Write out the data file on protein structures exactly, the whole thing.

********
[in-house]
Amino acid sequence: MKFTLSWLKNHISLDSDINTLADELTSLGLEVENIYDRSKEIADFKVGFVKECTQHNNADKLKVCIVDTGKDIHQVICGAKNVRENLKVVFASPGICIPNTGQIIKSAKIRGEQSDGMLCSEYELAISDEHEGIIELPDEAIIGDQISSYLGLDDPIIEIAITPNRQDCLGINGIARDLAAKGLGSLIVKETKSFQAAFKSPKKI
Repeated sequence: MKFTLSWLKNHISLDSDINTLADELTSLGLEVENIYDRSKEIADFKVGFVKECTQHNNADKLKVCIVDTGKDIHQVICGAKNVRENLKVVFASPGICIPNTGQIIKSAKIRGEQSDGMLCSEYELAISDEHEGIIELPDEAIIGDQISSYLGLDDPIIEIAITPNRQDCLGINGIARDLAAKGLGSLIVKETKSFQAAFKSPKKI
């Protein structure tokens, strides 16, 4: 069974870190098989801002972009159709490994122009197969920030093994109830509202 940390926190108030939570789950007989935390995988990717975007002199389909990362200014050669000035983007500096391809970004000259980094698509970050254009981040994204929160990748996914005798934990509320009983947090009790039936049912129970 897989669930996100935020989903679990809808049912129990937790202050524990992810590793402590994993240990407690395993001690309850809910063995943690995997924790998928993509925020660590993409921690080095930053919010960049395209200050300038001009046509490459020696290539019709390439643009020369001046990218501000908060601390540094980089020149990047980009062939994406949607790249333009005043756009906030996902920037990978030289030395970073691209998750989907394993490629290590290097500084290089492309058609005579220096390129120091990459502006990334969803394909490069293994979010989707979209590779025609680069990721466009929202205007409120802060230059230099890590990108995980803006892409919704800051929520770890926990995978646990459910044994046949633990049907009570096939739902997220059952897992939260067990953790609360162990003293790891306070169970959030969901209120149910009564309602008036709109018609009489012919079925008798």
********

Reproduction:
[in-house]
Amino acid sequence: MKFTLSWLKNHISLDSDINTLADELTSLGLEVENIYDRSKEIADFKVGFVKECTQHNNADKLKVCIVDTGKDIHQVICGAKNVRENLKVVFASPGICIPNTGQIIKSAKIRGEQSDGMLCSEYELAISDEHEGIIELPDEAIIGDQISSYLGLDDPIIEIAITPNRQDCLGINGIARDLAAKGLGSLIVKETKSFQAAFKSPKKI
Repeated sequence: MKFTLSWLKNHISLDSDINTLADELTSLGLEVENIYDRSKEIADFKVGFVKECTQHNNADKLKVCIVDTGKDIHQVICGAKNVRENLKVVFASPGICIPNTGQIIKSAKIRGEQSDGMLCSEYELAISDEHEGIIELPDEAIIGDQISSYLGLDDPIIEIAITPNRQDCLGINGIARDLAAKGLGSLIVKETKSFQAAFKSPKKI
């Protein structure tokens, strides 16, 4: 069974870190098989801002972009159709490994122009197969920030093994109830509202 940390926190108030939570789950007989935390995988990717975007002199389909990362200014050669000035983007500096391809970004000259980094698509970050254009981040994204929160990748996914005798934990509320009983947090009790039936049912129970 897989669930996100935020989903679990809808049912129990937790202050524990992810590793402590994993240990407690395993001690309850809910063995943690995997924790998928993509925020660590993409921690080095930053919010960049395209200050300038001009046509490459020696290539019709390439643009020369001046990218501000908060601390540094980089020149990047980009062939994406949607790249333009005043756009906030996902920037990978030289030395970073691209998750989907394993490629290590290097500084290089492309058609005579220096390129120091990459502006990334969803394909490069293994979010989707979209590779025609680069990721466009929202205007409120802060230059230099890590990108995980803006892409919704800051929520770890926990995978646990459910044994046949633990049907009570096939739902997220059952897992939260067990953790609360162990003293790891306070169970959030969901209120149910009564309602008036709109018609009489012919079925008798």